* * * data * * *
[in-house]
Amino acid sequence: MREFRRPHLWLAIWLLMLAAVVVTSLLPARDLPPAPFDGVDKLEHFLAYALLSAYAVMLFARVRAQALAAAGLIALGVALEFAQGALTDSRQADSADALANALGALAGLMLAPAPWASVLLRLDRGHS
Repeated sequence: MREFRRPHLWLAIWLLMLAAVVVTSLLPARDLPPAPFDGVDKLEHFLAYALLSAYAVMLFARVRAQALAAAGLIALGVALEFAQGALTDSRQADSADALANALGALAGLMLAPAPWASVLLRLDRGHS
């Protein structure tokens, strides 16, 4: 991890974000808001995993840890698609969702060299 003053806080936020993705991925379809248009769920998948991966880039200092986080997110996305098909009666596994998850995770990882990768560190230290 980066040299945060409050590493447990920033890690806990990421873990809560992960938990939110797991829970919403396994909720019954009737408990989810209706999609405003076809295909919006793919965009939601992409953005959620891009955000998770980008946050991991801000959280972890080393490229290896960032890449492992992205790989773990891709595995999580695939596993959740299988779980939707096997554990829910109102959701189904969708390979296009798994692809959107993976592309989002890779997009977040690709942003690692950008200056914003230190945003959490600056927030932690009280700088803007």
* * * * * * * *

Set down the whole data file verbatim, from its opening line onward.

[in-house]
Amino acid sequence: MREFRRPHLWLAIWLLMLAAVVVTSLLPARDLPPAPFDGVDKLEHFLAYALLSAYAVMLFARVRAQALAAAGLIALGVALEFAQGALTDSRQADSADALANALGALAGLMLAPAPWASVLLRLDRGHS
Repeated sequence: MREFRRPHLWLAIWLLMLAAVVVTSLLPARDLPPAPFDGVDKLEHFLAYALLSAYAVMLFARVRAQALAAAGLIALGVALEFAQGALTDSRQADSADALANALGALAGLMLAPAPWASVLLRLDRGHS
């Protein structure tokens, strides 16, 4: 991890974000808001995993840890698609969702060299 003053806080936020993705991925379809248009769920998948991966880039200092986080997110996305098909009666596994998850995770990882990768560190230290 980066040299945060409050590493447990920033890690806990990421873990809560992960938990939110797991829970919403396994909720019954009737408990989810209706999609405003076809295909919006793919965009939601992409953005959620891009955000998770980008946050991991801000959280972890080393490229290896960032890449492992992205790989773990891709595995999580695939596993959740299988779980939707096997554990829910109102959701189904969708390979296009798994692809959107993976592309989002890779997009977040690709942003690692950008200056914003230190945003959490600056927030932690009280700088803007």